Wednesday 26th September 2012
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Fonterra Cooperative Group's 20 percent drop in earnings across its Australia New Zealand business mainly reflects fierce competition across the Tasman for sales of branded consumer products such as yoghurt and cheese.
The world's largest exporter of dairy products, posted normalised earnings before net finance costs and tax in the ANZ division $204 million in the 12 months ended July 31, down from $256 million the previous year, as sales fell to $3.1 billion from $3.5 billion. Volume fell 4 percent after adjusting for the sale of its Western Australian businesses.
The ANZ unit includes fast-moving consumer goods in Australia and New Zealand, Australian ingredients including milk supply and manufacturing, and most food service sales in the region. Chief executive Theo Spierings said the Auckland-based company was holding its market share of milk production in Australia, but in the past few years the volume share of branded operations has declined.
"The retail scene is causing more pressure," Spierings said on a conference call. "We were optimistic we were seeing a reverse of that trend (but) that's not happening."
Fonterra cited "weakening consumer spending" in Australia "which resulted in increased pressure on pricing and increased competition in the cheese and yoghurt categories." Earnings fell as the company increased its trade spending to restore market share in Australia, where its rivals for consumer products include Nestle. By contrast, New Zealand earnings before interest and tax grew slightly in the latest year, reflecting the company's "market leading competitive position."
"The trading environment in Australia remains challenging with a continued downturn in consumer spending and aggressive competition," Fonterra said.
The ANZ division is the second-biggest generator of earnings for Fonterra after the company's powerhouse division, New Zealand Milk Products, which collects, processes and exports milk from its New Zealand farmers. External revenue for NZ Milk climbed to $14 billion from $13.8 billion, and generated $515 million of normalised earnings, up from $420 million.
Fonterra's total payout to farmers fell 19 percent in the latest year to $6.40 per kilo of milk-solids, missing the company's May forecast, which reflected lower prices for milk and a stronger kiwi dollar, offset by record milk production.
Fonterra Shareholders Council president Ian Brown described the performance as "reasonable" but expressed concern about the ANZ business again failing to provide adequate returns.
"Unfortunately ANZ has not delivered to target. We are aware that market conditions are particularly tough at present and understand plans are in place to ensure the business improves," he said in a statement.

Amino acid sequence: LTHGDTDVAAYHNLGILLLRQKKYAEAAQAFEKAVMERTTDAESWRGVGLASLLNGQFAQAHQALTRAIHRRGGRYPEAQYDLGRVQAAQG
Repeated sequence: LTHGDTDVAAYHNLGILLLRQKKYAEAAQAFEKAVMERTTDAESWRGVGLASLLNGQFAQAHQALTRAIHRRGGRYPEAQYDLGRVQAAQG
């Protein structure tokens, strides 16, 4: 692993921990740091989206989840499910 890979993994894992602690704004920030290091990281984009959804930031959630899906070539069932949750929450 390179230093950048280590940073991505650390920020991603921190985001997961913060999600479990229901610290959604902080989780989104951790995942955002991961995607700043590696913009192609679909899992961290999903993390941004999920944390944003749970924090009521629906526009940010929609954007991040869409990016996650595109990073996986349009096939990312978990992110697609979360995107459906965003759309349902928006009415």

Sales in the financial year ended July 31 fell 0.5 percent to $19.77 billion, even as volumes increased 2 percent to 3.94 million tonnes. Pretax earnings climbed 9 percent while net profit fell 19 percent to $624 million, mainly reflecting year-earlier tax credits of $202 million.
"All around the world we saw record dairy production, which was mirrored back here in New Zealand," said outgoing chairman Henry van der Heyden. "Global dairy demand held up reasonably well but this ocean of milk obviously impacted on global commodity prices."
Based on auctions on the GlobalDairyTrade platform, prices of dairy products sank to a 34-month low in May, though there have been gains in the past four fortnightly sales. Today Fonterra said some recovery had been expected in prices and was "partly offset by further appreciation of the New Zealand dollar."
Van der Heyden was fronting is last annual results as chairman before retirement. On the conference call he went on the front foot to discuss the former CEO Andrew Ferrier's final payment from the company, which amounted to $8.2 million.
"I know it is a lot of money but the absolute core of the payment is based on performance," he said.
The company declined to update its forecasts, saying it is now in the 'blackout' period ahead of the prospectus for its Trading Among Farmers fund. The prospectus is expected toward the end of October with the launch of TAF slated for the end of November.
Fonterra towers over other corporates in New Zealand, generating almost four times more revenue than Telecom, the nation's largest listed company, with about $4.5 billion of sales last year. Dairy products are New Zealand's biggest export.
Normalised earnings for Asia/Africa, Middle East rose 1 percent to $194 million while for Latin America earnings gained to $129 million from $119 million.
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